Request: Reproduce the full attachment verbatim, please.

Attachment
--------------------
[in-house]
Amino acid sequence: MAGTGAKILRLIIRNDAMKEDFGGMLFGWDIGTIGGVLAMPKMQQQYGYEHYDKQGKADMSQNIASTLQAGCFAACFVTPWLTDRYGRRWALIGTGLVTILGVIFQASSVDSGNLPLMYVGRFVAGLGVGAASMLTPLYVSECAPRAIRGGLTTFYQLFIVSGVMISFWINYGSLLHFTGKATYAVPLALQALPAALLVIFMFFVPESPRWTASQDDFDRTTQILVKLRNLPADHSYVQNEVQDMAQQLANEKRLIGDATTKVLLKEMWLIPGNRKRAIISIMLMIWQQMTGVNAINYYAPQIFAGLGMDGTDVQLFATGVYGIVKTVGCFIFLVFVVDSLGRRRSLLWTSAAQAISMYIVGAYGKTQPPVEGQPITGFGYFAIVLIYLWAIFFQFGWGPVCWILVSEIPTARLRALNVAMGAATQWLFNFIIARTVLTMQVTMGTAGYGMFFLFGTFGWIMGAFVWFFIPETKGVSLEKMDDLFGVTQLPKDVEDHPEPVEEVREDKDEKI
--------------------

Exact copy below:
[in-house]
Amino acid sequence: MAGTGAKILRLIIRNDAMKEDFGGMLFGWDIGTIGGVLAMPKMQQQYGYEHYDKQGKADMSQNIASTLQAGCFAACFVTPWLTDRYGRRWALIGTGLVTILGVIFQASSVDSGNLPLMYVGRFVAGLGVGAASMLTPLYVSECAPRAIRGGLTTFYQLFIVSGVMISFWINYGSLLHFTGKATYAVPLALQALPAALLVIFMFFVPESPRWTASQDDFDRTTQILVKLRNLPADHSYVQNEVQDMAQQLANEKRLIGDATTKVLLKEMWLIPGNRKRAIISIMLMIWQQMTGVNAINYYAPQIFAGLGMDGTDVQLFATGVYGIVKTVGCFIFLVFVVDSLGRRRSLLWTSAAQAISMYIVGAYGKTQPPVEGQPITGFGYFAIVLIYLWAIFFQFGWGPVCWILVSEIPTARLRALNVAMGAATQWLFNFIIARTVLTMQVTMGTAGYGMFFLFGTFGWIMGAFVWFFIPETKGVSLEKMDDLFGVTQLPKDVEDHPEPVEEVREDKDEKI